Sit in the boat on the pond
Swim in the rain
Walk at dusk
Write at the reservoir
Sleep in the garden
Make a campfire & seat area at the top of the garden by the moat
Get up early (walk/bike ride)
Go into the hedge/stream area beside the meadow
Go for a new walk twice a week
Seeing this list again, it is clearly all about new perspectives: seeing and doing familiar things in new ways, and taking advantage of novelty available close to home.
St Mary’s, Depden
I attempted to resume church visits in the last week of June. I hoped that playing the cello, and visiting churches, might help me psychologically. James, my accompanist, had died two weeks earlier, and for a while I had been struggling with a worsening nerve problem in my left elbow. I had rested it for ten days or so, and the pins and needles in my fingers had gone. Although I knew that wasn’t the end of the story – the nerve was still uncomfortable, sometimes painful, if I used my hands too much – I felt it was time to resume gentle playing, for the sake of my mental health more than anything.
Churches were now open for ‘private prayer’, so I decided to try ruins – no key needed – and churches where I had a contact already. I thought it would avoid the need for lengthy explanations. Depden came to mind: a church in west Suffolk that I had enquired about visiting twice before, in winter, when I was told the path was far too muddy for me not to end up falling over. I would have gone anyway, but the keyholder was adamant. I spoke to the same keyholder again, and she remembered me. I could tell from her voice that she was delighted with the idea of my coming. ‘But I’d better just check, and ring you back,’ she said. After my experience at Honington, I very nearly said, ‘I think cello playing counts as prayer’, but I couldn’t quite bring myself to utter the words. In any case, I was sure she would call back to say yes.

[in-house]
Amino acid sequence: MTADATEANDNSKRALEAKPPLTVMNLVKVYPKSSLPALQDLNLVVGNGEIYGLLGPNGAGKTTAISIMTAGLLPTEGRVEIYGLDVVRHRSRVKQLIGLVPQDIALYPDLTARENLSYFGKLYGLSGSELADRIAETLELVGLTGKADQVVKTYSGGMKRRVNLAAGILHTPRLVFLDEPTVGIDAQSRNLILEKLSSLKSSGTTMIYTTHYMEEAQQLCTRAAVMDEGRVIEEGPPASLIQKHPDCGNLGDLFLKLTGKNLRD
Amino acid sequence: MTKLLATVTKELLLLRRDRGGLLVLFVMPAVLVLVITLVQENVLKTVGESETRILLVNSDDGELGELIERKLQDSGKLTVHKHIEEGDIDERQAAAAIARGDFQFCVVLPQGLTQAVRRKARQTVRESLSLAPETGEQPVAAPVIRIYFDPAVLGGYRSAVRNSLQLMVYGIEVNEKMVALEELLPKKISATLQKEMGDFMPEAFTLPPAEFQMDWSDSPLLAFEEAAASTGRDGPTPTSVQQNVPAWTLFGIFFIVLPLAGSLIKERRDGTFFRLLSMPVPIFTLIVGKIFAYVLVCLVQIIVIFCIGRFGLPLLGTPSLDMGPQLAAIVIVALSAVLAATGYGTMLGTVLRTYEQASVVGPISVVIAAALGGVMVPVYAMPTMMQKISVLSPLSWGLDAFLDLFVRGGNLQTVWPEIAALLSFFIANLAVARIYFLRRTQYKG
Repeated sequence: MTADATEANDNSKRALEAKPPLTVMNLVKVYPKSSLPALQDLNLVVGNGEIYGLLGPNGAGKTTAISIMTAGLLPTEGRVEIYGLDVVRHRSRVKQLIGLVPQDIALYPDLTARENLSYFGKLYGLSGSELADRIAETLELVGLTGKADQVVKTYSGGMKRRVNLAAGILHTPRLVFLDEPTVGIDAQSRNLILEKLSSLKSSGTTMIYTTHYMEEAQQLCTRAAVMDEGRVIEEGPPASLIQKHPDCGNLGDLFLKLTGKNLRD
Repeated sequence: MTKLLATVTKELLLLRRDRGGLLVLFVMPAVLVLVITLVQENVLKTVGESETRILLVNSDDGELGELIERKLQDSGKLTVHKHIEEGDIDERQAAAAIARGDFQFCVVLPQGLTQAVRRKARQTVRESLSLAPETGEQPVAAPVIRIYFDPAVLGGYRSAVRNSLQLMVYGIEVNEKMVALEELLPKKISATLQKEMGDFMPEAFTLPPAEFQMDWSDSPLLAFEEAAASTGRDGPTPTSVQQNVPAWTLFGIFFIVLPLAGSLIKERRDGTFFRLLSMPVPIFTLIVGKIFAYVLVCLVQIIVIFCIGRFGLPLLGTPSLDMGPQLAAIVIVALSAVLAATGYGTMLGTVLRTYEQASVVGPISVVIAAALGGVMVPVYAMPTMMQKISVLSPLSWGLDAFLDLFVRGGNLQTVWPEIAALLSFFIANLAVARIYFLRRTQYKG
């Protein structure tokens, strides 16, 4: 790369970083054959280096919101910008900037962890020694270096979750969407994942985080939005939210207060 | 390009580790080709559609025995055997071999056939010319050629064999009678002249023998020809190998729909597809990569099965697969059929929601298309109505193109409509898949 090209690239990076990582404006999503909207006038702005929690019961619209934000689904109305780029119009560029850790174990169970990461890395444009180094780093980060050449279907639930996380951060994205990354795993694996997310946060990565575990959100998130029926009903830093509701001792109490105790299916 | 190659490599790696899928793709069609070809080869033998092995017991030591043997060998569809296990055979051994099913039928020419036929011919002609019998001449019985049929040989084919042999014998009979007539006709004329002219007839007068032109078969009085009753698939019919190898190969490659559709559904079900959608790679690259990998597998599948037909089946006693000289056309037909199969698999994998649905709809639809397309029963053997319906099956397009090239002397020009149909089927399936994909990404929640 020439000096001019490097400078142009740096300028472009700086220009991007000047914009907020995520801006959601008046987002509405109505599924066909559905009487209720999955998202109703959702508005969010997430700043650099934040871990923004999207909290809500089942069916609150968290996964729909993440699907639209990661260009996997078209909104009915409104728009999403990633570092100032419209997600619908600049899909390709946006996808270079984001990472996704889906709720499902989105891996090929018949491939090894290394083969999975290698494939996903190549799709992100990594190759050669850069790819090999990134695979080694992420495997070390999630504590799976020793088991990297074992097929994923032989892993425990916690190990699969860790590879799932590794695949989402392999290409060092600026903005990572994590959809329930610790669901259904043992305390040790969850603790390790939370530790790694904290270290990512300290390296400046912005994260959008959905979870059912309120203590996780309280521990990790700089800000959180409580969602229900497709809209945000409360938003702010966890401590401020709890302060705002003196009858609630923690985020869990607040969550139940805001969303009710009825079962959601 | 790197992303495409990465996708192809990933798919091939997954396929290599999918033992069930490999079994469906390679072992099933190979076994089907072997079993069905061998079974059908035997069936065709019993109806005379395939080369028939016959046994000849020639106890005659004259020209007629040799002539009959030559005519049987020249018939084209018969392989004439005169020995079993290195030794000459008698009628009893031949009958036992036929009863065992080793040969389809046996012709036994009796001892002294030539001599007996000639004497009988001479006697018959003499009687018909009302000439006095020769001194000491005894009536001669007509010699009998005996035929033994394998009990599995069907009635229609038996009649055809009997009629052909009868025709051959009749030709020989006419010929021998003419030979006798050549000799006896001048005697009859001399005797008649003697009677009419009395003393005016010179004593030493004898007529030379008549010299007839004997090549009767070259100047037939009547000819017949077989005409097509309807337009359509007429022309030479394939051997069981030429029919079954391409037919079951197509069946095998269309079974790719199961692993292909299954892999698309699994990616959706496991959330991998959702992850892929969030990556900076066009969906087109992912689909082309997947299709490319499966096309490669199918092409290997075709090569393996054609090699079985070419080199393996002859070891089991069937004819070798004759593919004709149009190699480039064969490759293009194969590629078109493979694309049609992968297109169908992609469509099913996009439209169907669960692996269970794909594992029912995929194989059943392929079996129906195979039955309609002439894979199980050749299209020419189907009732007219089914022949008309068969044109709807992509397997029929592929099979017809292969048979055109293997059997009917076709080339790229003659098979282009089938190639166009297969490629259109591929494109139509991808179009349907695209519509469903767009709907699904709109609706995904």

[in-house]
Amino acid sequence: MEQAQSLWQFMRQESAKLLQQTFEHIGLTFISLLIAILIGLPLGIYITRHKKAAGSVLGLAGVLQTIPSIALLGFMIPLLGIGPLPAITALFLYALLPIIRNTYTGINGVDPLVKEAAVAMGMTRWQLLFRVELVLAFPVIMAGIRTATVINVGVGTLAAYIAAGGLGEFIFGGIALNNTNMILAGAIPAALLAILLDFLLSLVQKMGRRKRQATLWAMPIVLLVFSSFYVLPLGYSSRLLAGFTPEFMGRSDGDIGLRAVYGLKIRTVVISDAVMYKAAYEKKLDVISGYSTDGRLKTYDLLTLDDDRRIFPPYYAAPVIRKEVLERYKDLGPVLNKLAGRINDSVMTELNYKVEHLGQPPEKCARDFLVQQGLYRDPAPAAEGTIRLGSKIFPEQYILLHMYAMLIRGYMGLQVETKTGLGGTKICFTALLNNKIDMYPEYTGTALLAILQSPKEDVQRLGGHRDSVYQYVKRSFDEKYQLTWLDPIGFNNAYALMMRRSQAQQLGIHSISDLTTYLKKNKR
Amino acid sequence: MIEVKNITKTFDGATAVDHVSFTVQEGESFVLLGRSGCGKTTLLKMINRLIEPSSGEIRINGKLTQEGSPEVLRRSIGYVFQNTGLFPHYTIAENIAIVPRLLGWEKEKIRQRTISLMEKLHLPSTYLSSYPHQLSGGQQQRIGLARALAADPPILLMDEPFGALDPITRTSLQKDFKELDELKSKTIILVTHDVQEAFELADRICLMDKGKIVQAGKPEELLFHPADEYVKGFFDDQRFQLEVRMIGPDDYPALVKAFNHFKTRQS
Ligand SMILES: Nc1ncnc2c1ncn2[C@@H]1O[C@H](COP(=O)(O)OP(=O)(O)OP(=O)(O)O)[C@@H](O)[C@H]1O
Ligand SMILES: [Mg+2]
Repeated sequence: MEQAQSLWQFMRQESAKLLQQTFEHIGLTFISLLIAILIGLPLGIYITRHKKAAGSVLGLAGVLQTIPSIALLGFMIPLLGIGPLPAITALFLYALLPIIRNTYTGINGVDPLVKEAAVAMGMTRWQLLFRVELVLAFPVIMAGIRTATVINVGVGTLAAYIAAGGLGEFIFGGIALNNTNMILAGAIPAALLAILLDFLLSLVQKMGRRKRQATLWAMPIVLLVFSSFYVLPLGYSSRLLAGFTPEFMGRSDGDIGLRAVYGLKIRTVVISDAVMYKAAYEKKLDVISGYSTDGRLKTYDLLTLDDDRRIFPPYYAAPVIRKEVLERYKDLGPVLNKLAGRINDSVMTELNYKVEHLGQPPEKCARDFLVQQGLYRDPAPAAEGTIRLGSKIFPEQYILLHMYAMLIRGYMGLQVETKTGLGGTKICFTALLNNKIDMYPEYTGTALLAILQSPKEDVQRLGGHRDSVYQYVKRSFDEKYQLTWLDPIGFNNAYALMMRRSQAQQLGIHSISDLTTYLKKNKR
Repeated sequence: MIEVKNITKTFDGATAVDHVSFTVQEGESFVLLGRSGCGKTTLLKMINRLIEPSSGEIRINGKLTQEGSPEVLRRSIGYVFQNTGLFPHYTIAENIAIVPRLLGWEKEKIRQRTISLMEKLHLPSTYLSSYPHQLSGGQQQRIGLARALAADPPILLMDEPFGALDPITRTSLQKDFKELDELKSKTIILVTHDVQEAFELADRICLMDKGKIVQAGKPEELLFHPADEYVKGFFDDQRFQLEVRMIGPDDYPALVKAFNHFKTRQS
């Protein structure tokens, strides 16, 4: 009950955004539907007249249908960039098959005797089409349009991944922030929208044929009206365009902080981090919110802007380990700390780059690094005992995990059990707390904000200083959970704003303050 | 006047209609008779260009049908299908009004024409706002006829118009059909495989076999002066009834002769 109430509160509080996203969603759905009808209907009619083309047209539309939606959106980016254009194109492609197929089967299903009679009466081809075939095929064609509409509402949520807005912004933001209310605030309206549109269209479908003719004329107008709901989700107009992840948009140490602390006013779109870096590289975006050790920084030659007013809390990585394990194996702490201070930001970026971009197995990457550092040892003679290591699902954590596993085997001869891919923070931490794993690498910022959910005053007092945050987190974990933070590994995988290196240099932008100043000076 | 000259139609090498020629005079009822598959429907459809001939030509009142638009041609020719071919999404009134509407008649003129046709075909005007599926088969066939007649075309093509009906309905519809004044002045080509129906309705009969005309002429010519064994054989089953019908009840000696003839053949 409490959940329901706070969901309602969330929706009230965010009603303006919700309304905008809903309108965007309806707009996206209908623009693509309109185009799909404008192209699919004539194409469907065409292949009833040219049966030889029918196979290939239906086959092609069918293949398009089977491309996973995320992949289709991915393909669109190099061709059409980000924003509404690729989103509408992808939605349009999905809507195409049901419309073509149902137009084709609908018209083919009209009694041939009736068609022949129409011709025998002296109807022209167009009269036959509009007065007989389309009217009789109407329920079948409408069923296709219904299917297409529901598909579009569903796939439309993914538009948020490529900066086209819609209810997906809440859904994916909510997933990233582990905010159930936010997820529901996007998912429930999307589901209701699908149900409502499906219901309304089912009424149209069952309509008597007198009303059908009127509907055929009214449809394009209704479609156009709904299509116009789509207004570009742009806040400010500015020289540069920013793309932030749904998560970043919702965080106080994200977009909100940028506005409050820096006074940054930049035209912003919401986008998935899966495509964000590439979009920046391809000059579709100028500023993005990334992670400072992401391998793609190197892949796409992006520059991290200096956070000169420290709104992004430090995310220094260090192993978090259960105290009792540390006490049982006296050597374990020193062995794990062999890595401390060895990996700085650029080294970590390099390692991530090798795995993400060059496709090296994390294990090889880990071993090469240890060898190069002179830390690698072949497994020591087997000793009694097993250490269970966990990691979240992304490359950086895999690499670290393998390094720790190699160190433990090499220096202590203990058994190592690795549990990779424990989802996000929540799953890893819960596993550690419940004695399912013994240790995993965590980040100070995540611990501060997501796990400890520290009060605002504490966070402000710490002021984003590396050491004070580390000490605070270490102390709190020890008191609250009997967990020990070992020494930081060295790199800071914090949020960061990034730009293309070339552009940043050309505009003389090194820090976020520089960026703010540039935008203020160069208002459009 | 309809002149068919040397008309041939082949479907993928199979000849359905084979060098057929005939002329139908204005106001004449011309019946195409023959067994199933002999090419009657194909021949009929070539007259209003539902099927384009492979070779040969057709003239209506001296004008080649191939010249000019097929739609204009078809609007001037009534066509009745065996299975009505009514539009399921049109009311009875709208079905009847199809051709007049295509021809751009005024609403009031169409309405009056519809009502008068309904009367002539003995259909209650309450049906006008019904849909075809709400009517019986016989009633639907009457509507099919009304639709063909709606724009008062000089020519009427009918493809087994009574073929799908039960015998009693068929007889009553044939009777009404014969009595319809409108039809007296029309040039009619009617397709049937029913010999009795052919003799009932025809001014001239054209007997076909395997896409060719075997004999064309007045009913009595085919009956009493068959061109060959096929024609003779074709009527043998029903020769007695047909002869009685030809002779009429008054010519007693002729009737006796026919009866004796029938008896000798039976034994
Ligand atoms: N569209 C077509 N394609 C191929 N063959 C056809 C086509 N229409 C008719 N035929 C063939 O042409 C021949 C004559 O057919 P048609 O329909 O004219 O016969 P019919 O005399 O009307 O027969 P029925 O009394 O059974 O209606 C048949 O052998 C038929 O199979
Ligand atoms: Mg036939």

26/7/20 The other day I found myself standing ankle-deep in the River Wylye.
When it was time to go, I said to my friend Peter, ‘Can you leave me here and come back for me tomorrow?’
I was joking, of course. But not entirely. Between the long moments of blankness – the simple staring at the crystal-clear surface, at the colourful gravel bed, listening to the flowing water – thoughts came and went.
‘I could stay here for hours.’
‘I love chalk streams.’
‘Is this what meditation is?’
‘A chalk stream is actually all I need to feel better. It could cure me of anything.’
St Mary of Grace, Aspall
I was due in Brundish for an evening concert. It was the day of the Suffolk Historic Churches Trust bike ride, so I decided to take advantage of the fact that usually inaccessible churches would be open on this day. Aspall church was at the top of my list: the Aspall of cider fame, and – for me – church notoriety. I had found my last attempted visit thoroughly depressing: there was nowhere obvious to park, no sign of the church being in use, and no keyholder notice. My depression was lifted only by the flock of chickens in the churchyard, and, a little, on emailing the vicar afterwards, who assured me that if I contacted her before my next visit, she would make sure it was open for me. For one reason or another, I hadn’t made it back there yet. But today it lay near my route to Brundish, and I was excited by the prospect of overwriting this memory.